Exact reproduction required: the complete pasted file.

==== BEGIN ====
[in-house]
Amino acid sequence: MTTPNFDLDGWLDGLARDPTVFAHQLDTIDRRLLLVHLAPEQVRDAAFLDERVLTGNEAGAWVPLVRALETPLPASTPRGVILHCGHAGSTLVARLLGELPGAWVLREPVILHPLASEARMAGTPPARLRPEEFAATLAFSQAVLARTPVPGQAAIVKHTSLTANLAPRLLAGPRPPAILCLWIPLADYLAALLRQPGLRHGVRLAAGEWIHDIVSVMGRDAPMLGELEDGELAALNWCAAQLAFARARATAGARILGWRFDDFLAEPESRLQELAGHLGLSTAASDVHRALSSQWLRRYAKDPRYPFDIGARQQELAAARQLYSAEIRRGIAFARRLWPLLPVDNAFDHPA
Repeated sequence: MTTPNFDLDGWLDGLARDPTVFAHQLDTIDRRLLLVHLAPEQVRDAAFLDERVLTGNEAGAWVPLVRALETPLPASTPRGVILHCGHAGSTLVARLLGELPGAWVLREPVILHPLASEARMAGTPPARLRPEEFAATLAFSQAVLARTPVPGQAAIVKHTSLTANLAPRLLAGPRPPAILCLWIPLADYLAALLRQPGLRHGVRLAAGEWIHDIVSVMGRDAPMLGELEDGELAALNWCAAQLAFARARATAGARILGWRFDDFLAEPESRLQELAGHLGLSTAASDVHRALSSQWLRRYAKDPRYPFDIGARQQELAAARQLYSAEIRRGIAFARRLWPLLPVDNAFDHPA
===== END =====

[in-house]
Amino acid sequence: MTTPNFDLDGWLDGLARDPTVFAHQLDTIDRRLLLVHLAPEQVRDAAFLDERVLTGNEAGAWVPLVRALETPLPASTPRGVILHCGHAGSTLVARLLGELPGAWVLREPVILHPLASEARMAGTPPARLRPEEFAATLAFSQAVLARTPVPGQAAIVKHTSLTANLAPRLLAGPRPPAILCLWIPLADYLAALLRQPGLRHGVRLAAGEWIHDIVSVMGRDAPMLGELEDGELAALNWCAAQLAFARARATAGARILGWRFDDFLAEPESRLQELAGHLGLSTAASDVHRALSSQWLRRYAKDPRYPFDIGARQQELAAARQLYSAEIRRGIAFARRLWPLLPVDNAFDHPA
Repeated sequence: MTTPNFDLDGWLDGLARDPTVFAHQLDTIDRRLLLVHLAPEQVRDAAFLDERVLTGNEAGAWVPLVRALETPLPASTPRGVILHCGHAGSTLVARLLGELPGAWVLREPVILHPLASEARMAGTPPARLRPEEFAATLAFSQAVLARTPVPGQAAIVKHTSLTANLAPRLLAGPRPPAILCLWIPLADYLAALLRQPGLRHGVRLAAGEWIHDIVSVMGRDAPMLGELEDGELAALNWCAAQLAFARARATAGARILGWRFDDFLAEPESRLQELAGHLGLSTAASDVHRALSSQWLRRYAKDPRYPFDIGARQQELAAARQLYSAEIRRGIAFARRLWPLLPVDNAFDHPA